In computer science, functional programming is a programming paradigm that treats computation as the evaluation of mathematical functions and avoids state and mutable data. It emphasizes the application of functions, in contrast to the imperative programming style, which emphasizes changes in state. -Wikipedia
I’ve been a programmer for 25+ years and back in the earliest days a lot of PC-based code was implemented in x86 assembler. Later on ‘C’ became the de facto standard yet we still counted CPU instructions and IO operations.
As the web evolved and programming languages have come and gone many of the oldies are still in play. In fact many of the benefits of functional programming languages are limited or obscured by the non-functional OS and systems they rely on. Both scala and clojure rely on Java’s JVM and they also depend extensively on standard old java libs, which are not functional, instead of replacing everything with native versions as one would expect.
Haskell and Erlang, on the other hand, while they are basically clean room implementations with few dependencies other than GCC and many of those libs; at some point in the stack they touch the libs for the OS. Erlang has the benefit that the libs and overall packaging seems contained and professional where Haskell seems more chaotic and scientific. Not that one is actually better than the other… Haskell’s Snap seems to be a better platform than Erlang’s yaws, webmachine or nitrogen.
Recently there was a post on slashdot in which an anonymous coward indirectly suggested the smartest programmers don’t work for Google. I’m sure there is truth to the statement but the description that this person gives of his day to day activities are no different than I have experienced depending on the circumstances. In fact it takes more balls and bravado than high IQ to hack trading systems in the way he described. In fact I dare say that the SEC might consider an investigation into this individual; while he might be smart, some day he’s going to write a patch that his bank cannot cash.
What initially attracted me to Erlang was it’s sigma references. It seemed to me that if a phone switch was to operate at 9-sigma then my bank software should too. Now that years and several applications have passed, all written in Erlang, I have come to the conclusion that sigma is not a good enough justification for a business application. And that it should be a business decision as to which language one implements the business in.
I think there are two main reasons why functional programming is popular: 1) because it is different. 2) because the smart guys are making a lot of money with it.
Just because you say you are “different” does not make you different wen you are standing in a crowd of people who are all different too.
In response to being “different”. There is no real justification here other than curiosity. There was a time when C and Pascal, forth competed for mindshare. In fact P-Code almost became the foundation for an operating system/platform but it never had the performance or mindshare. Once serious development began on *nix ‘C’ took hold although MS-DOS was still written in x86 assembler. And so were a number of desktop environments like TopView, DesqView and many others. C was low enough to let the programmers tinker and high enough to be useful for cross platform development. And easier to debug than assembler.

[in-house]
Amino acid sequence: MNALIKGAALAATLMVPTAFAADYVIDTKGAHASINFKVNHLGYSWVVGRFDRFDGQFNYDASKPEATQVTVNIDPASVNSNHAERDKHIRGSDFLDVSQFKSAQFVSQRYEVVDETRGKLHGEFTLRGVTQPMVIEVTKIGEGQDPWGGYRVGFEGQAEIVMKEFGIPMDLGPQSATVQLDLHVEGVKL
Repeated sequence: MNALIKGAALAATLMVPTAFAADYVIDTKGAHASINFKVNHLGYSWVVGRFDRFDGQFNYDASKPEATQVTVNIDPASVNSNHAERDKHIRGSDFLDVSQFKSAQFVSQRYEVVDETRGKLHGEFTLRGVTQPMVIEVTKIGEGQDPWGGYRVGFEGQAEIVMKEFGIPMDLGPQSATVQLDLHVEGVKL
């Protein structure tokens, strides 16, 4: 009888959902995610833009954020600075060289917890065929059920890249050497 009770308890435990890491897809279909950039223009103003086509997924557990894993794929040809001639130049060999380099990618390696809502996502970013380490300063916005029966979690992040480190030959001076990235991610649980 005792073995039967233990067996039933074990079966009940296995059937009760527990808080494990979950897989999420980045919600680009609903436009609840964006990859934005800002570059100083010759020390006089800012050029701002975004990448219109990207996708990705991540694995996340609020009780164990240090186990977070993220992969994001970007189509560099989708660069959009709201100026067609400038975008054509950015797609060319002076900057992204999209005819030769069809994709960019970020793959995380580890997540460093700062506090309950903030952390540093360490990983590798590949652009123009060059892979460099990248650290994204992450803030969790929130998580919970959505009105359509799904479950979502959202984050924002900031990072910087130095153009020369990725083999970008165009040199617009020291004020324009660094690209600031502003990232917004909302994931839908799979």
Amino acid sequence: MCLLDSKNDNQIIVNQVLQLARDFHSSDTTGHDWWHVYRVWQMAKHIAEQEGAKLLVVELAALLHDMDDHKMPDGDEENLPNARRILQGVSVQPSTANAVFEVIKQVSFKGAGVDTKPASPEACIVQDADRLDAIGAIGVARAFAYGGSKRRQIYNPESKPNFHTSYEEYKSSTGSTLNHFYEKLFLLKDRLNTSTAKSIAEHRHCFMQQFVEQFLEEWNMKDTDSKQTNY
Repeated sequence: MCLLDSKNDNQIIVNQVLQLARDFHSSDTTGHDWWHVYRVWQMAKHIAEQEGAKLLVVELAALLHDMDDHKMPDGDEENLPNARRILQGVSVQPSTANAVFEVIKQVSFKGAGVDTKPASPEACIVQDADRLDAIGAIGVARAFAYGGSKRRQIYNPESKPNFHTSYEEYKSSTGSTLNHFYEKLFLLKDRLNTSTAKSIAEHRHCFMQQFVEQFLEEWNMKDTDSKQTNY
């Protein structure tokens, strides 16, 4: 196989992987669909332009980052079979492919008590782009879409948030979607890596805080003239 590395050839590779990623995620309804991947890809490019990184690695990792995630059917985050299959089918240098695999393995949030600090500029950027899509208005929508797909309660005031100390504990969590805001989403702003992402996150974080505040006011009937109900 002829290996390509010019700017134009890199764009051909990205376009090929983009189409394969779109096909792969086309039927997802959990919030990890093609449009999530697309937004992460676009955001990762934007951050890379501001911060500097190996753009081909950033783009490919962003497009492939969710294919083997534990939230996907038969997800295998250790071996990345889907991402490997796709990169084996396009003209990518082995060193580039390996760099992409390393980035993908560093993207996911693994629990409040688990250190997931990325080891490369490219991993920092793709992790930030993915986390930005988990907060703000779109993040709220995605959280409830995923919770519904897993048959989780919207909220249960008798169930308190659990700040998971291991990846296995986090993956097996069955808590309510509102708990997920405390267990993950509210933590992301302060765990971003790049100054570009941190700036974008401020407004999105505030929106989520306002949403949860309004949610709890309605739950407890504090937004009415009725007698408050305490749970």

And as far as what the smart guys are doing… it also reminds me of a time when I almost went into smalltalk development. At the time consultants were making 100 – 150% more than the average programmer at the time. And while a lot of good work had been accomplished at the time. Where are these guys now? Where are their applications? Who is maintaining them?
As a side note; part of the reason why Microsoft invested in .NET was partly because they wanted to give their platform a name. Some way they could bolster OS, it’s development platform and the collective ego of the .NET certified programmer. Microsoft’s choice to alter java with J++ and moving everything to their CLR was all about mindshare.
I recall interviewing for a company that did datamining of personal information. I liked the idea and complexity of the problem, however, after making it through the interview process I was told that the position required that the programmer use their internal programming language. It was internal and proprietary. Needless to say I never accepted the position.
Yahoo is primarily a PHP shop. a) to be different from the other web properties. b) to keep their employees from jumping ship.
Google is primarily a python shop. a) to be different from the other web properties. b) to keep their employees from jumping ship.
These companies have functional applications too. But why? Is it really worth the effort? Should we really re-tool for functional programming? Consider the amount of Java code that is out there. Why would anyone rewrite it in the functional fashion? Consider all of the non-functional code that we have come to rely on. Should we really rewrite it all in a functional environment (this is the only reason I like scala and clojure)
This topic makes my head ache. There is no rational justification for the attention to functional programming. It’s just a game.